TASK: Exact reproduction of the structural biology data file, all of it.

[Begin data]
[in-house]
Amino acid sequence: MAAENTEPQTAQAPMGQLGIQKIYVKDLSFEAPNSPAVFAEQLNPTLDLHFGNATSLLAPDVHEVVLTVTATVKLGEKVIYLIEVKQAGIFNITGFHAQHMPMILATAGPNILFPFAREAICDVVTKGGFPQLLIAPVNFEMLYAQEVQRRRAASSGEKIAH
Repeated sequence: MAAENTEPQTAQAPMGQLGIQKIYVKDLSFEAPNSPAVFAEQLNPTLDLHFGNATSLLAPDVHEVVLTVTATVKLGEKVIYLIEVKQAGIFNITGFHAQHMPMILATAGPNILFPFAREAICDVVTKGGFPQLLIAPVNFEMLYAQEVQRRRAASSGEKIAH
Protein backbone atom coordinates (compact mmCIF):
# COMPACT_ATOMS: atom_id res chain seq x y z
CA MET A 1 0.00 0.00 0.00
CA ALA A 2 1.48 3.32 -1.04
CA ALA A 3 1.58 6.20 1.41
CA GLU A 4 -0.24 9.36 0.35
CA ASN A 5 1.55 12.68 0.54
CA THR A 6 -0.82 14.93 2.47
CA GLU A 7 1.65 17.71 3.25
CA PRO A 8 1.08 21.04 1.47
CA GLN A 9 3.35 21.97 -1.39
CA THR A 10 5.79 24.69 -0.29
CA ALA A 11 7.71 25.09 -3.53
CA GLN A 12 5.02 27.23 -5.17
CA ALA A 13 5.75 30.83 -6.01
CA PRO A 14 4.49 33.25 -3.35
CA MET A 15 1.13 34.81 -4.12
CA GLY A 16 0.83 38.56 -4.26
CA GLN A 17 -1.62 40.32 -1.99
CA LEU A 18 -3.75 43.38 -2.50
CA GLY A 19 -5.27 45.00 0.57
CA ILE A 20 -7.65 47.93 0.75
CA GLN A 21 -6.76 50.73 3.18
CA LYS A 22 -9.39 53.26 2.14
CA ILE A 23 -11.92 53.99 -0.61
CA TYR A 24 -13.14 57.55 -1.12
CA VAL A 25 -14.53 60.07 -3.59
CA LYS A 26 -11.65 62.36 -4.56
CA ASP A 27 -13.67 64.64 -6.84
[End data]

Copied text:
[in-house]
Amino acid sequence: MAAENTEPQTAQAPMGQLGIQKIYVKDLSFEAPNSPAVFAEQLNPTLDLHFGNATSLLAPDVHEVVLTVTATVKLGEKVIYLIEVKQAGIFNITGFHAQHMPMILATAGPNILFPFAREAICDVVTKGGFPQLLIAPVNFEMLYAQEVQRRRAASSGEKIAH
Repeated sequence: MAAENTEPQTAQAPMGQLGIQKIYVKDLSFEAPNSPAVFAEQLNPTLDLHFGNATSLLAPDVHEVVLTVTATVKLGEKVIYLIEVKQAGIFNITGFHAQHMPMILATAGPNILFPFAREAICDVVTKGGFPQLLIAPVNFEMLYAQEVQRRRAASSGEKIAH
Protein backbone atom coordinates (compact mmCIF):
# COMPACT_ATOMS: atom_id res chain seq x y z
CA MET A 1 0.00 0.00 0.00
CA ALA A 2 1.48 3.32 -1.04
CA ALA A 3 1.58 6.20 1.41
CA GLU A 4 -0.24 9.36 0.35
CA ASN A 5 1.55 12.68 0.54
CA THR A 6 -0.82 14.93 2.47
CA GLU A 7 1.65 17.71 3.25
CA PRO A 8 1.08 21.04 1.47
CA GLN A 9 3.35 21.97 -1.39
CA THR A 10 5.79 24.69 -0.29
CA ALA A 11 7.71 25.09 -3.53
CA GLN A 12 5.02 27.23 -5.17
CA ALA A 13 5.75 30.83 -6.01
CA PRO A 14 4.49 33.25 -3.35
CA MET A 15 1.13 34.81 -4.12
CA GLY A 16 0.83 38.56 -4.26
CA GLN A 17 -1.62 40.32 -1.99
CA LEU A 18 -3.75 43.38 -2.50
CA GLY A 19 -5.27 45.00 0.57
CA ILE A 20 -7.65 47.93 0.75
CA GLN A 21 -6.76 50.73 3.18
CA LYS A 22 -9.39 53.26 2.14
CA ILE A 23 -11.92 53.99 -0.61
CA TYR A 24 -13.14 57.55 -1.12
CA VAL A 25 -14.53 60.07 -3.59
CA LYS A 26 -11.65 62.36 -4.56
CA ASP A 27 -13.67 64.64 -6.84